Far up in the hills of the Golden Triangle, in the Mae Chan region of Chiang Rai Province in Thailand, there is a temple where the monks do their morning alms rounds not on foot, but on horse-back, and where kickboxing (Muay Thai) practice is as important a part of their daily routine as meditation and chanting the sutras.
The temple is home to a number of nehn (young novices), many of them Burmese refugees, most of them orphans; a few monks and nuns; about 200 hundred horses and a scattering of elephants, cows and buffalo. How it came to be there reads like the plot of one of those Chinese folk stories: you know, the ones where the heros are fast and smart and pure of heart; where the villainous powerlords bully defenseless villagers; where warriors, cloaked in black, scale walls and descend into fortressses under the cover of darkness; and where anyone can take on demon form and fly through the air to engage in hand-to-hand battles of epic proportions.
Almost fifty years ago, so the story goes, in the northwestern-most corner of Thailand, an ethnic Tai Lue woman desperately wanted to have a child. She had already lost five babies in their infancy, and so she went to the ancient Lanna temple on the nearby mountain of Doi Tung to pray to the Buddha image there and ask for assistance. Some nights later, she dreamt that a white horse came and carried her away – for miles and miles. Shortly after, it was confirmed that she was pregnant.
The child, Samer Jaipinta, was a fussy baby, crying all the time, so the parents consulted an astrologer. The astrologer told them that the child was “not normal” and needed an elephant and a horse as guardians. Naturally, Samer’s farming parents could not afford this, so his father drew pictures of the animals above the door of their home and taught the child that these animals were his friends and protectors.
Samer took up Muay Thai at thirteen. Inspired by the warrior spirits of the fighting cocks his father raised, he became a champion fighter, who, according to one report, only ever lost three fights out of the hundreds he entered. He studied law in Bangkok, but gave up to join the cavalry when his father died. By age thirty, he was married, with children, and about to challenge for the Muay Thai world championship, when he gave it all up to go to fast and meditate, sitting on a rock in the forests of Mae Sai for 15 days. Wasps nested on his body: “It was as though they were my teachers. Each time I couldn’t focus, they would sting me.”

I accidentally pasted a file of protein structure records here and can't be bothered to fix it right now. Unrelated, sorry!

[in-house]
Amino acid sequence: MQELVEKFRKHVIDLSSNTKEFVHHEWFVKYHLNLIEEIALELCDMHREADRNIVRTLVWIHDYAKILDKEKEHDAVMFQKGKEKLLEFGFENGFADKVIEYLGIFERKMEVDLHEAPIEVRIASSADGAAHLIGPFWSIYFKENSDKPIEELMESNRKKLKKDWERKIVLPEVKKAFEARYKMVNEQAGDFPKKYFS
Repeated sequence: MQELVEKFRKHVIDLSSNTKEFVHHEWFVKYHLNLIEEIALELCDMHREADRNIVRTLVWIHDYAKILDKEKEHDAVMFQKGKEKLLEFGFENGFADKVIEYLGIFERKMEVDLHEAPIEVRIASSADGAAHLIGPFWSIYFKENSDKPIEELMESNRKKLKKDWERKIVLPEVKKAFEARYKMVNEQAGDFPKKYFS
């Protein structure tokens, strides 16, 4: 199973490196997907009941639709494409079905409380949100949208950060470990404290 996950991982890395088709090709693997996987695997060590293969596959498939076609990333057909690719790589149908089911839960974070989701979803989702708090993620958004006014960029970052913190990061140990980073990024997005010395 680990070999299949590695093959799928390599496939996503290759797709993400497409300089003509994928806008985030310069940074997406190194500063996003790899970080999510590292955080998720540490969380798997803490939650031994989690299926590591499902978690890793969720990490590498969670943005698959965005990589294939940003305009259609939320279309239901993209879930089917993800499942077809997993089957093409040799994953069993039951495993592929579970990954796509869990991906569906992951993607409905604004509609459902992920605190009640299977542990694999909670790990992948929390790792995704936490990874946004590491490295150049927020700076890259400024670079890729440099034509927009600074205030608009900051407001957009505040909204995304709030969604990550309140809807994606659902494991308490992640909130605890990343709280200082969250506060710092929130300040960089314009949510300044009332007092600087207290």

He ordained as a monk, underwent four days of ritual and protective tattooing and spent the next six years travelling through those mountainous border regions, providing pastoral care in an area where people, gems, arms, and drugs slip through the jungles to and from Myanmar. He witnessed first-hand the impact of violence, fear and drug addiction on the mountain villages in the wake of the wars between the drug lords. He founded the Monastery of The Golden Horse, giving a home to young boys who might otherwise end up as recruits in United Wa State Army. He teaches his novices Muay Thai in addition to more usual dhamma teachings, and together they ride out into the countryside, educating people against the dangers of drugs, and using their martial arts skills when required.
His ongoing battle against drug growing and trafficking has earned him the support of the Thai army and the disapprobation of the powerful drug lords. Stories are told of his miraculous survival against numerous attacks and assassination attempts. He sees no other option: “I have to live my life in an honest and direct way,” he says. “My life is like a candle and provides light for those around me. If it blows out, this is fate, and nothing can be done about fate.”
The wat (temple), unlike most, is not ornate. Phra Kru Ba Neua Chai, as he is now known, persuades the locals to put their money into schools and orphanages and teachers’ salaries, rather than into elaborate temples.
He was not there the morning we visited in October, but his positive energy was all around us. By all accounts, he is a striking man, doing his bit for his corner of the country.
I like stories with a happy ending. ‘Till next time.